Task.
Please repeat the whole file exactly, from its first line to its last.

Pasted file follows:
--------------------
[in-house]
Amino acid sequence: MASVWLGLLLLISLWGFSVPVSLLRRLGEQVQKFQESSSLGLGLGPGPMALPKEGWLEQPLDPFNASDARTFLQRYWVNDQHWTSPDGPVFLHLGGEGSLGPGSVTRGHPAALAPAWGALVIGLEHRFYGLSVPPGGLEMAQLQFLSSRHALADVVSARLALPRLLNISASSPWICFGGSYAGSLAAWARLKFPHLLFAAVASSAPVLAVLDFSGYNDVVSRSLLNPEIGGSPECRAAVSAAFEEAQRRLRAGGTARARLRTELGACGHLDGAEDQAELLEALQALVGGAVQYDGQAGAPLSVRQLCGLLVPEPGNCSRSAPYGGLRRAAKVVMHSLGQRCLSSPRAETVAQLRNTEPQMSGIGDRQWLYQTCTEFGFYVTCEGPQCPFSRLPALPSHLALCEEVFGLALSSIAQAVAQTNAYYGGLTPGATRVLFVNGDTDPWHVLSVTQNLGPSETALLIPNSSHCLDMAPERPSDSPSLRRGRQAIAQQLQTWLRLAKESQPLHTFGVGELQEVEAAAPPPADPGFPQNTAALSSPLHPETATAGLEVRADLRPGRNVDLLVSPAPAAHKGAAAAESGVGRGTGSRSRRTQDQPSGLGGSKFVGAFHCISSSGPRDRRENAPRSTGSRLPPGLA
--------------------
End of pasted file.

[in-house]
Amino acid sequence: MASVWLGLLLLISLWGFSVPVSLLRRLGEQVQKFQESSSLGLGLGPGPMALPKEGWLEQPLDPFNASDARTFLQRYWVNDQHWTSPDGPVFLHLGGEGSLGPGSVTRGHPAALAPAWGALVIGLEHRFYGLSVPPGGLEMAQLQFLSSRHALADVVSARLALPRLLNISASSPWICFGGSYAGSLAAWARLKFPHLLFAAVASSAPVLAVLDFSGYNDVVSRSLLNPEIGGSPECRAAVSAAFEEAQRRLRAGGTARARLRTELGACGHLDGAEDQAELLEALQALVGGAVQYDGQAGAPLSVRQLCGLLVPEPGNCSRSAPYGGLRRAAKVVMHSLGQRCLSSPRAETVAQLRNTEPQMSGIGDRQWLYQTCTEFGFYVTCEGPQCPFSRLPALPSHLALCEEVFGLALSSIAQAVAQTNAYYGGLTPGATRVLFVNGDTDPWHVLSVTQNLGPSETALLIPNSSHCLDMAPERPSDSPSLRRGRQAIAQQLQTWLRLAKESQPLHTFGVGELQEVEAAAPPPADPGFPQNTAALSSPLHPETATAGLEVRADLRPGRNVDLLVSPAPAAHKGAAAAESGVGRGTGSRSRRTQDQPSGLGGSKFVGAFHCISSSGPRDRRENAPRSTGSRLPPGLA